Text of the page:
Each site tried to do its own damage control, promising players this was an isolated incident. New rules were set forth banning employees from playing fantasy sports at all.
In the wake of all this, both sites reported in the first week in October that they’d had their best week ever in terms of revenue generated from buy-ins for their games.
So it appears the scandal, and all the press it was given, actually may have helped drive more players to the DFS sites. With an investigation ongoing both in New York State and by the FBI, there’s no question that DFS will stay front and center in the news, meaning there’s a good likelihood the profits will keep coming. And now the key industry organization, the Fantasy Sports Trade Association, has formed its own regulatory watchdog arm via the Fantasy Sports Control Agency (FSCA).
And a win for players may be better regulation in 2016, something that competitor StarsDraft (owned by PokerStars) is gunning for.
California Online Poker Players
Like “The Little Engine That Could,” California’s poker community tried with all its might to become the fourth US state to legalize online poker in 2015, but for the 8th year in a row, failed to make it happen.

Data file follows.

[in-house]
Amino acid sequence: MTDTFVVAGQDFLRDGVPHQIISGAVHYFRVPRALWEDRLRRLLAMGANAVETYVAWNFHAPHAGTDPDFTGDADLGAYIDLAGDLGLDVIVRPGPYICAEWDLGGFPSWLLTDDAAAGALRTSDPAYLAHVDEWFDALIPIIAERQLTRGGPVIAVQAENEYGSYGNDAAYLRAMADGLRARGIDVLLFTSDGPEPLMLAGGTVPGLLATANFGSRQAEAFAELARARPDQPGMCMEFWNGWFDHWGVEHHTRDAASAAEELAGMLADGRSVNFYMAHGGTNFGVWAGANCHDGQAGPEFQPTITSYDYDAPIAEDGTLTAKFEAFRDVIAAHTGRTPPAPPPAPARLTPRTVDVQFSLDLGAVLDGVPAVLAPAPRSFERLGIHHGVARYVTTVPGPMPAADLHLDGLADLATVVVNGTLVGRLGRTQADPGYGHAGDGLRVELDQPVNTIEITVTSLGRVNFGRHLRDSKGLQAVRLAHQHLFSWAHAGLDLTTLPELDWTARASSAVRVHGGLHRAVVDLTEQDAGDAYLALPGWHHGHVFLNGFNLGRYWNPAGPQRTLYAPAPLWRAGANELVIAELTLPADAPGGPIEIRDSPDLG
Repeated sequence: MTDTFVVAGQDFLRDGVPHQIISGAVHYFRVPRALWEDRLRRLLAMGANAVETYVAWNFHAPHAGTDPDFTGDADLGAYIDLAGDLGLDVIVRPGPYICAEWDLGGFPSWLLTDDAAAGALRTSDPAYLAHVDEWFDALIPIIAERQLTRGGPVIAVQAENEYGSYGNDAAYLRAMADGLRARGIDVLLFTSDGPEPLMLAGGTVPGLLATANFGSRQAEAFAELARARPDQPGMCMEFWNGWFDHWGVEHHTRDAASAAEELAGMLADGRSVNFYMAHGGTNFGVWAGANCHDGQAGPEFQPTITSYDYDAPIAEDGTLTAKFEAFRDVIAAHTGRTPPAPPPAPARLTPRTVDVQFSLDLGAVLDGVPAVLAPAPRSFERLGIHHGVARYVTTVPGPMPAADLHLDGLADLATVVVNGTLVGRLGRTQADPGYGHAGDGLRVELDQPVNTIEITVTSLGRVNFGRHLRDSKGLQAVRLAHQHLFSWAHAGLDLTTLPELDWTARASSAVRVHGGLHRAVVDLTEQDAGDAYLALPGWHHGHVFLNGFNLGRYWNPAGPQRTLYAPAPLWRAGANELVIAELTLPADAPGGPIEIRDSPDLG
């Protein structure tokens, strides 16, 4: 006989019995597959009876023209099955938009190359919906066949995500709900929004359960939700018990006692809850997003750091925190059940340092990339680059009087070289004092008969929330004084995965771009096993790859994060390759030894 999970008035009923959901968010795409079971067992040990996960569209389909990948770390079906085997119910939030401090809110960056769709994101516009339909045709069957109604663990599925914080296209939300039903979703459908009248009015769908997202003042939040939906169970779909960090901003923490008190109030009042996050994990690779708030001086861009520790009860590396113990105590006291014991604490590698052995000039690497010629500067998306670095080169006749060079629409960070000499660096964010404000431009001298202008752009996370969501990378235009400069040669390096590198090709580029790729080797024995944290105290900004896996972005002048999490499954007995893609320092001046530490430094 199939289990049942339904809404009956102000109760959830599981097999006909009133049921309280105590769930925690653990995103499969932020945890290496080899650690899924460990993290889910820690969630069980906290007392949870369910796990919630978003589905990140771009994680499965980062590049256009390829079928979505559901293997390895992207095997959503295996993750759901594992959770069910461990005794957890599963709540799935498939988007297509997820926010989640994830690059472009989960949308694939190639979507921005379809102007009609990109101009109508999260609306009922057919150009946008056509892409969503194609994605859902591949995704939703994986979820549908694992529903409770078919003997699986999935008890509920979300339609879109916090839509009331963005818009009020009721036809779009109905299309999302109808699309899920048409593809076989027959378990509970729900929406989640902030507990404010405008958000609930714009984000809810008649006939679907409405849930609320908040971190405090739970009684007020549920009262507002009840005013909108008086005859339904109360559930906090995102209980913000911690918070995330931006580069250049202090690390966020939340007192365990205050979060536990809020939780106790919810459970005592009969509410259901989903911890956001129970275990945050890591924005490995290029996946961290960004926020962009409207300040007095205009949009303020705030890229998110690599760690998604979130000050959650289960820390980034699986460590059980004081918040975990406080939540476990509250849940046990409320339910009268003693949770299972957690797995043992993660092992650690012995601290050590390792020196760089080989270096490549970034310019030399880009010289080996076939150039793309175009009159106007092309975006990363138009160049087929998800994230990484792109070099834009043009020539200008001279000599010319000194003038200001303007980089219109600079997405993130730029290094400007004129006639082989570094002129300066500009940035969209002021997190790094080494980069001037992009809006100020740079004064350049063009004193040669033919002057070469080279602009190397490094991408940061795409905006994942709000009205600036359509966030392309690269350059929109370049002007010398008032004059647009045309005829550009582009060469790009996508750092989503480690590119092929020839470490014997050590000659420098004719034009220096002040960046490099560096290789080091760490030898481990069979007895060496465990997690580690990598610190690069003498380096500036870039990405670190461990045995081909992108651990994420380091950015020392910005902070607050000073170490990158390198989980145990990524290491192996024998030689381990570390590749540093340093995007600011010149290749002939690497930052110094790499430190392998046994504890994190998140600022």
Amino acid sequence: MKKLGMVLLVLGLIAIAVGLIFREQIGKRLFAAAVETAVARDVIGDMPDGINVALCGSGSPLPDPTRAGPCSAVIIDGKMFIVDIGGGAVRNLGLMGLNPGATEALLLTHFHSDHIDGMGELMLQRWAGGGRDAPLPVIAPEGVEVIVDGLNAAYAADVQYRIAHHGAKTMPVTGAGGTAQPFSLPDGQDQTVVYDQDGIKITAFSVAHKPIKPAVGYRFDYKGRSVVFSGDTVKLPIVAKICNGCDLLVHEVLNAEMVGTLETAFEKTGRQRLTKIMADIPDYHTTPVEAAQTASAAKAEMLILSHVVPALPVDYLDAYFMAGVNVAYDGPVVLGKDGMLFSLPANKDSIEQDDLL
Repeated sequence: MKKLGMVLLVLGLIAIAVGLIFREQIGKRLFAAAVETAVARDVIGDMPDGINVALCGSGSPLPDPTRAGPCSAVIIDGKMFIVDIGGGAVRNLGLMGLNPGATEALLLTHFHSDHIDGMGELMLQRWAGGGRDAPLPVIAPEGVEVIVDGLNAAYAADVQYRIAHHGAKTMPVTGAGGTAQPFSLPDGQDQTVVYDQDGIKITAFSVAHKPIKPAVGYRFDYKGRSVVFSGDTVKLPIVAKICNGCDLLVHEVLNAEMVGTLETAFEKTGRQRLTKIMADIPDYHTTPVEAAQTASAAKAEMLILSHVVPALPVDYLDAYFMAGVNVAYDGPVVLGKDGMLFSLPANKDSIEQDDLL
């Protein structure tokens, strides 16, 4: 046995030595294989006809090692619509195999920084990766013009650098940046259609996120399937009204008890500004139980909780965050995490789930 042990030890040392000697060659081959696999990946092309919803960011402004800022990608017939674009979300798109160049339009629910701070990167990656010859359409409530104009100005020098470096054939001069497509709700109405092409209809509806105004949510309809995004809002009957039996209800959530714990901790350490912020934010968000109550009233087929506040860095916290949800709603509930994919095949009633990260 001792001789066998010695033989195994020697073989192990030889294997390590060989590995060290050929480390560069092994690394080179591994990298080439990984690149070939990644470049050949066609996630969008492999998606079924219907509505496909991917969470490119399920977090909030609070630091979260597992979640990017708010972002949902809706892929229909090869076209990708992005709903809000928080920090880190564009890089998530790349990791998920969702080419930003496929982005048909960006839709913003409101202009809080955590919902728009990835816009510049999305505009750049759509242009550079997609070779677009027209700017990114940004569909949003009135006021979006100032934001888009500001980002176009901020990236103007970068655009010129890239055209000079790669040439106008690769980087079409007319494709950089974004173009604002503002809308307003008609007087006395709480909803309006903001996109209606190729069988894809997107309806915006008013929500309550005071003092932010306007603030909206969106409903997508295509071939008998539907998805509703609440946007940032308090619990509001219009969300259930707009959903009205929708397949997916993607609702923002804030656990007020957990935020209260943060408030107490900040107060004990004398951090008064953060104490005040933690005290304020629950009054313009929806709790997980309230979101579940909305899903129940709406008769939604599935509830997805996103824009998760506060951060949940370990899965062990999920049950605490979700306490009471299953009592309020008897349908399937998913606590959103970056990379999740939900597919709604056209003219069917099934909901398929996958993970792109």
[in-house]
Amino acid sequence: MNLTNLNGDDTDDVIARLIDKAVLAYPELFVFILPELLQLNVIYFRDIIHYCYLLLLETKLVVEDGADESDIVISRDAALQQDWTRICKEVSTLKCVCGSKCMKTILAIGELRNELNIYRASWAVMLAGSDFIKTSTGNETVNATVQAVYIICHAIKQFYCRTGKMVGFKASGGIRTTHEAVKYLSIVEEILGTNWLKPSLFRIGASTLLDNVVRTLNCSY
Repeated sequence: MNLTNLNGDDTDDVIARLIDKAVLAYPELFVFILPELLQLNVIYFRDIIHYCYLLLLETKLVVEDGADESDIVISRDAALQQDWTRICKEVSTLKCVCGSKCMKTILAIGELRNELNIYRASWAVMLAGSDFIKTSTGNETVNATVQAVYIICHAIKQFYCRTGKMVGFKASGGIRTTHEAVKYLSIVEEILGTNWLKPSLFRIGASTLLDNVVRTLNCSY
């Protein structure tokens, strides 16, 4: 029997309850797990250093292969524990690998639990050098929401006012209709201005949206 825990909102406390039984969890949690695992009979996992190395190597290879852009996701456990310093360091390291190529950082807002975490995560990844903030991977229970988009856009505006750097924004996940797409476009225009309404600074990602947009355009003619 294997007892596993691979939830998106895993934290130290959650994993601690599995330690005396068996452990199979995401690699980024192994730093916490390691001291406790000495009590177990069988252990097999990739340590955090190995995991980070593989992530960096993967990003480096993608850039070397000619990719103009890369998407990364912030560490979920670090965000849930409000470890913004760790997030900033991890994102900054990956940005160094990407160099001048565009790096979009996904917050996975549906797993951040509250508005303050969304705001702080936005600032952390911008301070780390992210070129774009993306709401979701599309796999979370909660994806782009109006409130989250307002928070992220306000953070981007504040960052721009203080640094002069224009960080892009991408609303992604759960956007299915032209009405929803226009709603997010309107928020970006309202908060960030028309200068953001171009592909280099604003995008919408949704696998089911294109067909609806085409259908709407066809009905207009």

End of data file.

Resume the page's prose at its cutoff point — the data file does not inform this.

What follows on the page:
This year’s effort was the best chance yet the measure had to pass in the state, which is badly in need of new revenue streams. But the parties involved, which included poker rooms, tribal casinos, racetracks and even online poker companies, were once again unable to agree on how the pie should be divided.
The bill, for the first time, was put to a vote and advanced out of committee, but the finite details of the agreement could never be worked out and it died during the final California state legislative session in September.
If poker becomes legal in the Golden State, it’s estimated to be a nearly $400 million a year industry, bringing in more revenue from state taxes than the three current states where it’s now legal combined.
Sports Bettors in New Jersey
At the moment, sports betting’s hopes in New Jersey are on the losers’ list. But that could change.
Governor Chris Christie’s efforts to once again pump much-needed tax dollars into the state’s struggling economy were shot down 2-1 by an appeals court in August, much to the delight of the major professional sports leagues and the NCAA, all of whom oppose the expansion of gambling on their leagues and athletes.
The efforts, ongoing for three years now, to legalize sports betting in New Jersey appeared to be all but dead when United States Court of Appeals for the Third Circuit in Philadelphia ruled the passing of state legislation violated an anti-gambling measure (the Professional and Amateur Sports Protection Act) passed in 1992.
But in mid-October, a federal appeals court agreed to reopen the case, rehear oral arguments, and review new briefs submitted by proponents. This revives hope for sports betting in New Jersey.
But if gambling opponents have their way, as they have so far the last three years, even if the latest decision is overturned, New Jersey could still be looking at another year or two of litigation before ironing out details to implement sports betting in the Garden State.